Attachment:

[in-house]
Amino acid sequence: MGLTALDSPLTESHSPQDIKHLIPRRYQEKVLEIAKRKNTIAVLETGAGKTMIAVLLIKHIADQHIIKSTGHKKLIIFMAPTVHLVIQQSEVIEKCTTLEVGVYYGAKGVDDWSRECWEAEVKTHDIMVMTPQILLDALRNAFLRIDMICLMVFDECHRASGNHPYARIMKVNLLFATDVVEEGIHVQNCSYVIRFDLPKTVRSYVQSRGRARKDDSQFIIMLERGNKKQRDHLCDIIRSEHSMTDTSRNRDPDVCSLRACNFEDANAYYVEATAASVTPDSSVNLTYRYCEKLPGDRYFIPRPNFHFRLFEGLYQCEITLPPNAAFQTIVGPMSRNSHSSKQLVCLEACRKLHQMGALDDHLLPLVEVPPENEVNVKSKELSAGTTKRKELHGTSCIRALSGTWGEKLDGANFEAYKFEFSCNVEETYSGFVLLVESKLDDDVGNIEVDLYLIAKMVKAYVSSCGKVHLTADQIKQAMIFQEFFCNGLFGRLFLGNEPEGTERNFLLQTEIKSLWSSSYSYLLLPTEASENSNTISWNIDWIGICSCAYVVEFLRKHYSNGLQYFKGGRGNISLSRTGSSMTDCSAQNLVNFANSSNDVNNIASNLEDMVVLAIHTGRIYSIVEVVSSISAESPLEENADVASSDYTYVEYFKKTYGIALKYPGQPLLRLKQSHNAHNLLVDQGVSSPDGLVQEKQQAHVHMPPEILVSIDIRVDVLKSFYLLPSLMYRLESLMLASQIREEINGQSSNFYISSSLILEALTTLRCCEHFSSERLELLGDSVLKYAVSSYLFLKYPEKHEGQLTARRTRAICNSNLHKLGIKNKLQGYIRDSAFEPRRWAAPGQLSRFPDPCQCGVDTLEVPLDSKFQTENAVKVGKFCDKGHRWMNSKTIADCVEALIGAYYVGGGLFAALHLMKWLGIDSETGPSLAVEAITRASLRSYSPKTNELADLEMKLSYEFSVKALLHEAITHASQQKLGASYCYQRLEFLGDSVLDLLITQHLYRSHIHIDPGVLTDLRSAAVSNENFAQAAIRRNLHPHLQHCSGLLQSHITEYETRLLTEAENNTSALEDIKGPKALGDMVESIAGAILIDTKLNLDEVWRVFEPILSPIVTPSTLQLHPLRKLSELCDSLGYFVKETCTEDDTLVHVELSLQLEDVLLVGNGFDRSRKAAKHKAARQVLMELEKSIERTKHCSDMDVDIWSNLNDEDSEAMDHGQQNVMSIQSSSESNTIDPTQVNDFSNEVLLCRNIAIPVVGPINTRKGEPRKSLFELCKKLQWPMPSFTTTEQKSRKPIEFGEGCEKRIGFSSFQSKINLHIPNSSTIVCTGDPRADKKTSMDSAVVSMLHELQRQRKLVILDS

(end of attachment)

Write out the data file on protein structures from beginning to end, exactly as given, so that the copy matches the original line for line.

[in-house]
Amino acid sequence: MGLTALDSPLTESHSPQDIKHLIPRRYQEKVLEIAKRKNTIAVLETGAGKTMIAVLLIKHIADQHIIKSTGHKKLIIFMAPTVHLVIQQSEVIEKCTTLEVGVYYGAKGVDDWSRECWEAEVKTHDIMVMTPQILLDALRNAFLRIDMICLMVFDECHRASGNHPYARIMKVNLLFATDVVEEGIHVQNCSYVIRFDLPKTVRSYVQSRGRARKDDSQFIIMLERGNKKQRDHLCDIIRSEHSMTDTSRNRDPDVCSLRACNFEDANAYYVEATAASVTPDSSVNLTYRYCEKLPGDRYFIPRPNFHFRLFEGLYQCEITLPPNAAFQTIVGPMSRNSHSSKQLVCLEACRKLHQMGALDDHLLPLVEVPPENEVNVKSKELSAGTTKRKELHGTSCIRALSGTWGEKLDGANFEAYKFEFSCNVEETYSGFVLLVESKLDDDVGNIEVDLYLIAKMVKAYVSSCGKVHLTADQIKQAMIFQEFFCNGLFGRLFLGNEPEGTERNFLLQTEIKSLWSSSYSYLLLPTEASENSNTISWNIDWIGICSCAYVVEFLRKHYSNGLQYFKGGRGNISLSRTGSSMTDCSAQNLVNFANSSNDVNNIASNLEDMVVLAIHTGRIYSIVEVVSSISAESPLEENADVASSDYTYVEYFKKTYGIALKYPGQPLLRLKQSHNAHNLLVDQGVSSPDGLVQEKQQAHVHMPPEILVSIDIRVDVLKSFYLLPSLMYRLESLMLASQIREEINGQSSNFYISSSLILEALTTLRCCEHFSSERLELLGDSVLKYAVSSYLFLKYPEKHEGQLTARRTRAICNSNLHKLGIKNKLQGYIRDSAFEPRRWAAPGQLSRFPDPCQCGVDTLEVPLDSKFQTENAVKVGKFCDKGHRWMNSKTIADCVEALIGAYYVGGGLFAALHLMKWLGIDSETGPSLAVEAITRASLRSYSPKTNELADLEMKLSYEFSVKALLHEAITHASQQKLGASYCYQRLEFLGDSVLDLLITQHLYRSHIHIDPGVLTDLRSAAVSNENFAQAAIRRNLHPHLQHCSGLLQSHITEYETRLLTEAENNTSALEDIKGPKALGDMVESIAGAILIDTKLNLDEVWRVFEPILSPIVTPSTLQLHPLRKLSELCDSLGYFVKETCTEDDTLVHVELSLQLEDVLLVGNGFDRSRKAAKHKAARQVLMELEKSIERTKHCSDMDVDIWSNLNDEDSEAMDHGQQNVMSIQSSSESNTIDPTQVNDFSNEVLLCRNIAIPVVGPINTRKGEPRKSLFELCKKLQWPMPSFTTTEQKSRKPIEFGEGCEKRIGFSSFQSKINLHIPNSSTIVCTGDPRADKKTSMDSAVVSMLHELQRQRKLVILDS